Tim Leeds Havre Daily News firstname.lastname@example.org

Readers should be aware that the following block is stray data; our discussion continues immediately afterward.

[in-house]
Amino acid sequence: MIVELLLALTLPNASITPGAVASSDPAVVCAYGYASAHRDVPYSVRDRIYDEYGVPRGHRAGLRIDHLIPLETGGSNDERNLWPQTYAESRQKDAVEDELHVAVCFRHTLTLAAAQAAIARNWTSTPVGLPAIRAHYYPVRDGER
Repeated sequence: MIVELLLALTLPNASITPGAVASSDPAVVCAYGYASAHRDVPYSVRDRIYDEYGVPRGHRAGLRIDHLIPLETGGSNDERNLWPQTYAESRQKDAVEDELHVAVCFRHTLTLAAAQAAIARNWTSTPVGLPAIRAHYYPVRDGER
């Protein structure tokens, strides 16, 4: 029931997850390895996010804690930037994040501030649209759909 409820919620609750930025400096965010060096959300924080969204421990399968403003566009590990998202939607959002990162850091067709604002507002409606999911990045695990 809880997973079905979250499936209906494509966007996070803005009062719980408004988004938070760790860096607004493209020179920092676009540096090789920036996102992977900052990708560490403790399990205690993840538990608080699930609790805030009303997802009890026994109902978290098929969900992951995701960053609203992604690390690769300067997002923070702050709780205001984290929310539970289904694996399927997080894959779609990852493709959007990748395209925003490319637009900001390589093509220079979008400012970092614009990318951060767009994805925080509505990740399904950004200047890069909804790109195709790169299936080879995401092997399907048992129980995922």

Gov. Brian Schweitzer and state Department of Commerce Director Tony Preite were scheduled to be in Havre this morning to announce a nearly $1 million grant to Montana State University- Northern for its Bio-Energy Innovation and Testing Center. “These funds will help train Montana students to meet the growing demand for diesel engine techs experienced in bio-fuels,” Schweitzer said in a press release. “The bio-based fuel, oil and additive industry is growing by leaps and bounds and MSUNorthern is helping Montana lead the nation.” The Montana Department of Commerce awarded a $990,312.50 Workforce Innovation in Regional Economic Development grant to Northern to support and expand training activities at Northern’s state-of-the-art lab and testing center housed in its Applied Technology Center. Schweitzer and Havre native Preite were at Northern last fall to present a check for another WIRED grant, $295,000 to help establish an emissions training curriculum. Part of the grant presented today will be used to purchase an alternating current engine dynamometer, the release said. That equipment will allow students in the ATC’s Diesel Engine Performance Laboratory to study the effects of bio-fuels, biobased fuel additives, bio-oils and other engine enhancement products on diesel engines under normal operating circumstances. Northern opened its new fuel testing and certifiCation laboratory last spring. It allows the staff at the university to test organic fuel and lubricants and certify that they meet the standards set by ASTM International, formerly known as the American Society for Testing and Materials. The testing lab was added to more state-of-the art testing facilities at the ATC that allow students to work on and test engines, components and fuels and fuel additives. Northern plans to develop short-term training seminars to support the growing industry in bio-based fuels, oils and additives, the release said. The funds awarded to Northern will be administered by the Montana Office of Higher Education. WIRED grant funds are available to programs for worker training in specialized fields of bio-energy. The program also provides grants for WIRED-eligible jobtraining programs or projects to expand the bio-product industry in the 32-county WIRED region in eastern and central Montana and on six of Montana’s Indian reservations. Schweitzer spearheaded the creation of Montana’s WIRED program, the release said. In January 2006, the U.S. Department of Labor approved Schweitzer’s application for the WIRED initiative, one of only 13 approved nationwide.